Visit the Abbey of the Arts online retreat platform to access your programs:

Monk in the World Guest Post: Sonia Frontera

I am delighted to share another beautiful submission to the Monk in the World guest post series from the community. Read on for Sonia Frontera’s reflection, “Communing with God in the face of illness inspired by Teresa of Avila.”

Santa Teresa de Avila opened the door to the magical world of contemplation and, with it, offered me friendship with a God who is as loving as God is accessible.

Regrettably, I didn’t go through that door until mid-life.

I was barely 16 years old when Teresa’s path crossed mine and planted a seed in my soul that blossomed like a perennial flower, nudging me to bring her along as a companion on various stages of my spiritual journey.

Teresa was in and out of my life for more than 30 years

The life and works of the mystics Saint Teresa of Avila and Saint John of the Cross were part of the curriculum of my high school Spanish Literature class, not for their sainthood but for their literary accomplishments.

Once I met her, I found it impossible not to fall in love with Teresa. This 16th-century woman was light years ahead of her time.

She was a powerful woman in a world of men—a reformer, founder of convents, author and contemplative. She embodied contradiction, a petite woman who was larger than life, who possessed a zest for life and laughter that made her invincible in the face of adversity.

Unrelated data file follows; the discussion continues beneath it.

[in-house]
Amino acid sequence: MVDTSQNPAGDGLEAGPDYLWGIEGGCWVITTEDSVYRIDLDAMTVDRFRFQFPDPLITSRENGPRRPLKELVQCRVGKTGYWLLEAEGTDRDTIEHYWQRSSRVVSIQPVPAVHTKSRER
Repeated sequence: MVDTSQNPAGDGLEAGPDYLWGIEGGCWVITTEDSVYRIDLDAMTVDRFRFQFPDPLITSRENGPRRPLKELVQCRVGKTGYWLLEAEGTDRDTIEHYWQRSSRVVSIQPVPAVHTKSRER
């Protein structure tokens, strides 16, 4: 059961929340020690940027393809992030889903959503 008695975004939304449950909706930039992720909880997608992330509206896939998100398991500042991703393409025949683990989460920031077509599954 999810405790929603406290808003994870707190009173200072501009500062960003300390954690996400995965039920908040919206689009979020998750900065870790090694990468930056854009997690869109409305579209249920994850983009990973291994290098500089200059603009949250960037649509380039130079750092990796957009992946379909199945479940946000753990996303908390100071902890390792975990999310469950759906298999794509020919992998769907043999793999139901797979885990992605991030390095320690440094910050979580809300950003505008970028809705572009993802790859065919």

Yet, what most impressed me about Teresa was her love of Jesus and her intimate relationship with him.

Teresa experienced mystical visions and communed with Jesus in ways I could only dream of.

I was blown away by the picture in my textbook of Bernini’s sculpture, “The Ecstasy of Saint Teresa.”  Bernini depicted Teresa’s vision of an angel who pierced her heart with a golden spear, setting her on fire with a great love of God.

How I wished to get so close to God, to become one with him like Teresa! But I was no saint, no nun, no mystic. I felt disappointed that these experiences were reserved for the holy ones. I was, after all, just a Catholic-school girl, unworthy of such an honor.

But my feelings of unworthiness didn’t vanish my fascination with Teresa.

I visited her convent in Avila and devoured her masterpiece “The Interior Castle.”

Teresa’s writing in old Spanish was hard to understand and to process, but one thing stood out.

Teresa warned her nuns, who like me, longed to experience the ecstasy of union with Jesus, that if they aspired communion with Jesus, they had to share in his passion as well.

That thought terrified me. Was I brave enough to endure the pain of a spear through my heart to commune with Jesus?

That seemed like an extraordinary feat for an ordinary girl.

But Jesus had a surprise for me. He wanted to commune with me.

Many years later, I was diagnosed with chronic daily migraines and suffered unspeakable pain.

I then remembered that Teresa, too, suffered from excruciating headaches and learned that she was the patron saint of headache sufferers.

Encouraged by Teresa’s suffering, I wondered if this affliction could bring me closer to God and began a contemplative practice.

By serendipity, I also found an old copy of Anthony de Mello’s book “Sadhana, a Way to God: Christian Exercises in Eastern Form.”